WASHINGTON — Nobel Peace Prize winner and international symbol of freedom Nelson Mandela is flagged on U.S. terrorist watch lists and needs special permission to visit the USA. Secretary of State Condoleezza Rice calls the situation “embarrassing,” and some members of Congress vow to fix it.
The requirement applies to former South African leader Mandela and other members of South Africa’s governing African National Congress (ANC), the once-banned anti-Apartheid organization. In the 1970s and ‘80s, the ANC was officially designated a terrorist group by the country’s ruling white minority. Other countries, including the United States, followed suit.
Because of this, Rice told a Senate committee recently, her department has to issue waivers for ANC members to travel to the USA.
“This is a country with which we now have excellent relations, South Africa, but it’s frankly a rather embarrassing matter that I still have to waive in my own counterpart, the foreign minister of South Africa, not to mention the great leader Nelson Mandela,” Rice said.
Rep. Howard Berman, D-Calif., chairman of the House International Relations Committee, is pushing a bill that would remove current and former ANC leaders from the watch lists. Supporters hope to get it passed before Mandela’s 90th birthday July 18.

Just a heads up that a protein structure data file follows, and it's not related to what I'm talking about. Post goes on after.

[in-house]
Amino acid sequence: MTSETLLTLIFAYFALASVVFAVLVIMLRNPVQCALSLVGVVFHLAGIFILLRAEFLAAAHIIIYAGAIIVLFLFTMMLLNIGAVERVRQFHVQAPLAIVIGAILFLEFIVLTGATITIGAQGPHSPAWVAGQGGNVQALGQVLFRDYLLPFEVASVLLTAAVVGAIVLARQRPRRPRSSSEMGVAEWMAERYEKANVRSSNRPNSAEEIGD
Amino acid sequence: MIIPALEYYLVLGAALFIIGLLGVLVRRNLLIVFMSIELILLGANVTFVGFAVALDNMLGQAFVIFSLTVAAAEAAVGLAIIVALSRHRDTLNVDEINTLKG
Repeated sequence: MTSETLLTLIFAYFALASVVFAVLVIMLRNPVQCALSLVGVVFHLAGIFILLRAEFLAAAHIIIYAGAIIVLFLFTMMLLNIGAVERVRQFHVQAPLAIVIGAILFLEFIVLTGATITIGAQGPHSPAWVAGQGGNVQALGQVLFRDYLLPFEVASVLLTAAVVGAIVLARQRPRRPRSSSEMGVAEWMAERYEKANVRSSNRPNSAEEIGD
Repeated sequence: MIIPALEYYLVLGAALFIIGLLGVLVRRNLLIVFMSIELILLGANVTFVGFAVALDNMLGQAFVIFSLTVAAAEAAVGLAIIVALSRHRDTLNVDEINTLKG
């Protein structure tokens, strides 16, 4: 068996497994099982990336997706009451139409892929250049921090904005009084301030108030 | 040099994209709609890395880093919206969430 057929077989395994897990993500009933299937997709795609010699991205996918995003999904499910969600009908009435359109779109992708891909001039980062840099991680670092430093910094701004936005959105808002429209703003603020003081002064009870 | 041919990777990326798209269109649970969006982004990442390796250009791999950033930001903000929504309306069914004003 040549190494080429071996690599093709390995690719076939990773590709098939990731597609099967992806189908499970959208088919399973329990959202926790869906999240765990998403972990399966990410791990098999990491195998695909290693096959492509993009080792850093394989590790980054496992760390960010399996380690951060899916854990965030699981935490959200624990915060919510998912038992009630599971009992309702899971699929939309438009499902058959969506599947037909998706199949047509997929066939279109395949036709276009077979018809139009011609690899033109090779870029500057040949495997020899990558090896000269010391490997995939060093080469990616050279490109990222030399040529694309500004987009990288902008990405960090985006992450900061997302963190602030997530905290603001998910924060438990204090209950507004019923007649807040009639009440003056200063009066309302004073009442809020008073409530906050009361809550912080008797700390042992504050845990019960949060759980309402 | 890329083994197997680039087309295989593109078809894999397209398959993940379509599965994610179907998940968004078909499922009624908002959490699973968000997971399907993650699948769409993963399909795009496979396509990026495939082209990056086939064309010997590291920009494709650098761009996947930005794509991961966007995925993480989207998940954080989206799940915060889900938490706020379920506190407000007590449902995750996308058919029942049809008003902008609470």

“What an indignity,” Berman said. “The ANC set an important example: It successfully made the change from armed struggle to peace. We should celebrate the transformation.”
In 1990, Mandela was freed after 27 years in prison for crimes committed during the struggle against Apartheid, a repressive regime that subjugated black South Africans. In 1994, he was elected South Africa’s first black president.
Sen. Judd Gregg, R-N.H., called ANC members’ inclusion on watch lists a “bureaucratic snafu” and pledged to fix the problem.
Members of other groups deemed a terrorist threat, such as Hamas, also are on the watch lists.
Homeland Security Secretary Michael Chertoff says “common sense” suggests Mandela should be removed. He says the issue “raises a troubling and difficult debate about what groups are considered terrorists and which are not.”
When ANC members apply for visas to the USA, they are flagged for questioning and need a waiver to be allowed in the country. In 2002, former ANC chairman Tokyo Sexwale was denied a visa. In 2007, Barbara Masekela, South Africa’s ambassador to the United States from 2002 to 2006, was denied a visa to visit her ailing cousin and didn’t get a waiver until after the cousin had died, Berman’s legislation says.